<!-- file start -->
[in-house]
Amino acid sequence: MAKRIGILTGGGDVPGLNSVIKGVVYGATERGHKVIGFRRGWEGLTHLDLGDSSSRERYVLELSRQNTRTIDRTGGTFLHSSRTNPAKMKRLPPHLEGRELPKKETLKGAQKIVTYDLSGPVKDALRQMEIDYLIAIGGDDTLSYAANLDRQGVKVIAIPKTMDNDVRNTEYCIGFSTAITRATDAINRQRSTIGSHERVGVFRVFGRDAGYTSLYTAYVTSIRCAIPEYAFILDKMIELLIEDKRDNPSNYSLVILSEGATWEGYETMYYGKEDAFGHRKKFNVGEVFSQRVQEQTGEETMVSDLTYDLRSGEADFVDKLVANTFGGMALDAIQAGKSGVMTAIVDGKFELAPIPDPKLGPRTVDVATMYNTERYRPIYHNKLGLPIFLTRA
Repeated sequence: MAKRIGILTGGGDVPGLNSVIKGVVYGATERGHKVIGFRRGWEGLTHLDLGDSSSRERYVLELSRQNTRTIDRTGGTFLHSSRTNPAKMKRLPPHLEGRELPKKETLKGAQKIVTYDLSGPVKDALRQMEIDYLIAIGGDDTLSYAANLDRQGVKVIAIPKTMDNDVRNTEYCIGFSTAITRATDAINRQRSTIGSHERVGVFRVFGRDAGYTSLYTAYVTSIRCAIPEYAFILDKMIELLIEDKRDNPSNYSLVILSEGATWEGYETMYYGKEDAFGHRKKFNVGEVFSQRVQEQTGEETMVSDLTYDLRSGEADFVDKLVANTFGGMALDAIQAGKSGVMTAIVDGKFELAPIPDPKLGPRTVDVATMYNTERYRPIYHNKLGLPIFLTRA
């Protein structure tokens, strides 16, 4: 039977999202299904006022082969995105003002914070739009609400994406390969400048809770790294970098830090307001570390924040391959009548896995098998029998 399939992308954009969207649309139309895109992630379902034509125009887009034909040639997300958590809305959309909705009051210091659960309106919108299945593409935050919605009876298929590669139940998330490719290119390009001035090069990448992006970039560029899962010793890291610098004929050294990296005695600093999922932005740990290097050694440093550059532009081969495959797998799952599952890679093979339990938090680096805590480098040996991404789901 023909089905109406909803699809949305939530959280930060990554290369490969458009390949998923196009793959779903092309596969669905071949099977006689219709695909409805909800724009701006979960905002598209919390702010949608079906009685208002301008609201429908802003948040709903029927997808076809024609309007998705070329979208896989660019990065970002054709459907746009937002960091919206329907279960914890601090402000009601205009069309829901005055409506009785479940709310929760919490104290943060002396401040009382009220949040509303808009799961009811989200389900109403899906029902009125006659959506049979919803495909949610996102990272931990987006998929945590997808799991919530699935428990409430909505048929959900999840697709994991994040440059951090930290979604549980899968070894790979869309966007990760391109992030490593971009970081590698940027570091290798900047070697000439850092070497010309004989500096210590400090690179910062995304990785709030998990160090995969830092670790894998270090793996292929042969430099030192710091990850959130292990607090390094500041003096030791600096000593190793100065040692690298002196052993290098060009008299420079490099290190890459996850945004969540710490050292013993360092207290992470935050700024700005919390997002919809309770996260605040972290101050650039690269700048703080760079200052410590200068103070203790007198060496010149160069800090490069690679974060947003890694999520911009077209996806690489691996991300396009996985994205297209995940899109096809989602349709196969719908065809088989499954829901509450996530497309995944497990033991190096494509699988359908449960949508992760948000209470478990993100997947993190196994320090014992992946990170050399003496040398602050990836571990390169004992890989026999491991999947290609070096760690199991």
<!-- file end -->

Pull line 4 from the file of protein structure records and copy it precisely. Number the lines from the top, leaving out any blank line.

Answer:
């Protein structure tokens, strides 16, 4: 039977999202299904006022082969995105003002914070739009609400994406390969400048809770790294970098830090307001570390924040391959009548896995098998029998 399939992308954009969207649309139309895109992630379902034509125009887009034909040639997300958590809305959309909705009051210091659960309106919108299945593409935050919605009876298929590669139940998330490719290119390009001035090069990448992006970039560029899962010793890291610098004929050294990296005695600093999922932005740990290097050694440093550059532009081969495959797998799952599952890679093979339990938090680096805590480098040996991404789901 023909089905109406909803699809949305939530959280930060990554290369490969458009390949998923196009793959779903092309596969669905071949099977006689219709695909409805909800724009701006979960905002598209919390702010949608079906009685208002301008609201429908802003948040709903029927997808076809024609309007998705070329979208896989660019990065970002054709459907746009937002960091919206329907279960914890601090402000009601205009069309829901005055409506009785479940709310929760919490104290943060002396401040009382009220949040509303808009799961009811989200389900109403899906029902009125006659959506049979919803495909949610996102990272931990987006998929945590997808799991919530699935428990409430909505048929959900999840697709994991994040440059951090930290979604549980899968070894790979869309966007990760391109992030490593971009970081590698940027570091290798900047070697000439850092070497010309004989500096210590400090690179910062995304990785709030998990160090995969830092670790894998270090793996292929042969430099030192710091990850959130292990607090390094500041003096030791600096000593190793100065040692690298002196052993290098060009008299420079490099290190890459996850945004969540710490050292013993360092207290992470935050700024700005919390997002919809309770996260605040972290101050650039690269700048703080760079200052410590200068103070203790007198060496010149160069800090490069690679974060947003890694999520911009077209996806690489691996991300396009996985994205297209995940899109096809989602349709196969719908065809088989499954829901509450996530497309995944497990033991190096494509699988359908449960949508992760948000209470478990993100997947993190196994320090014992992946990170050399003496040398602050990836571990390169004992890989026999491991999947290609070096760690199991």